I’m to understand that in general that staying with the car (when you are stranded in the snow) is the right thing to do. However, as columnist C.W. Nevius of the San Francisco Chronicle pointed out in his article, "Ultimate dad knew meaning of devotion: why futile journey of a stranger had nation mesmerized", sometimes this conventional wisdom can backfire. Apparently, one DeWitt Finley was similarly stranded in the same area in the Winter of 1995, did not leave his car to search for help, starved to death, and was not found until Spring. There are no absolute right and wrong rules when it comes to survival.
It is not that our decision making capabilities count for nothing. Whether we make a good decision or a bad one will in part determine whether or not we survive a dangerous situation. The problem is that sometimes it doesn’t matter if we make the best decision or not because events are overwhelming. Even more often the best decision is not clear until after the events have unfolded; until hindsight has granted us 20/20 vision. In the heat of the moment, you make the best decisions that you can based on the information you have, and you hope that it is enough. In James’ case, it wasn’t enough.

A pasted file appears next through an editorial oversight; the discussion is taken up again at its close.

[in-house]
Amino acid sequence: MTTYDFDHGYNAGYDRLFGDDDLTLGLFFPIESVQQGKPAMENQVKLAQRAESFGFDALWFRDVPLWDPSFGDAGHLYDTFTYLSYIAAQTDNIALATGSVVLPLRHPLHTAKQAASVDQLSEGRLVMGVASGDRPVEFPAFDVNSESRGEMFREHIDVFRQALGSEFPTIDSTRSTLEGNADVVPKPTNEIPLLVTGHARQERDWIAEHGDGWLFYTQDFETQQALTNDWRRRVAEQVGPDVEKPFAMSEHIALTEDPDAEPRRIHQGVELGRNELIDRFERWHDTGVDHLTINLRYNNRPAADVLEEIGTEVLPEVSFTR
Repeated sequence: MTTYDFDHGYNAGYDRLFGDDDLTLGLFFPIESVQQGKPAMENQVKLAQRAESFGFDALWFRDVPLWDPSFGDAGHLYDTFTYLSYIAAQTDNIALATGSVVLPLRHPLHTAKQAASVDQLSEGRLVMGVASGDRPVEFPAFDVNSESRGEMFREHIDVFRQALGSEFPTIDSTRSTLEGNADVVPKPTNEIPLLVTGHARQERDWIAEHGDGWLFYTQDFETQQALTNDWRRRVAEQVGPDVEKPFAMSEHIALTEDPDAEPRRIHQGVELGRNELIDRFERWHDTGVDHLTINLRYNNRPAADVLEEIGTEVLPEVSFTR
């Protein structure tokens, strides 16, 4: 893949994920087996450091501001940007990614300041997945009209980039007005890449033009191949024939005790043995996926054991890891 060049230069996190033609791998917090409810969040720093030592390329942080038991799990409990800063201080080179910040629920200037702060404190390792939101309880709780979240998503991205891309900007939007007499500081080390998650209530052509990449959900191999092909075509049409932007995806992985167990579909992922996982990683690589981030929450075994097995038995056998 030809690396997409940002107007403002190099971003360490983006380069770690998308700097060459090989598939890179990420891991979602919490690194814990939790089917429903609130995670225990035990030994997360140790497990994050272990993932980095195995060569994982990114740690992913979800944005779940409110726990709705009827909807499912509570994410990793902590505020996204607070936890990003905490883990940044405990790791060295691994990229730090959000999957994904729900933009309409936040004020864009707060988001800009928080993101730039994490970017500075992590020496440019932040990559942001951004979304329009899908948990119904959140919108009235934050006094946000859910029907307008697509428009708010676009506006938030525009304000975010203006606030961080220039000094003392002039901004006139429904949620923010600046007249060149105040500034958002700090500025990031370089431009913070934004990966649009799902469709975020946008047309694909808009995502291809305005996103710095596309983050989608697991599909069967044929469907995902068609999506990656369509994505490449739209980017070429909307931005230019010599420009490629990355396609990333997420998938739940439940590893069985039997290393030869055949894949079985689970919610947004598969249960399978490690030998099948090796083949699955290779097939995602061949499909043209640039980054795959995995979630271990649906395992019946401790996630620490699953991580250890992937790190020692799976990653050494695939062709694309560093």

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I think the urge to criticize James’ decision to leave the car in hopes that he could locate help comes out of a powerful sense or belief that most of us are motivated to protect that the world is a predictable and rational place, and that if we only do the right things, make the right decisions, that we will be protected; that our lives will continue in a good manner. We want to believe that if we are good, in other words, that good things will happen to us. But this is not how the world works, in actuality. In actuality, bad things do happen to good people. Every day. All the time.
Psychology contains a concept known as the Fundamental Attribution Error which can help to explain the criticism of Kim’s actions. Wikipedia gives a good enough definition, which I quote here: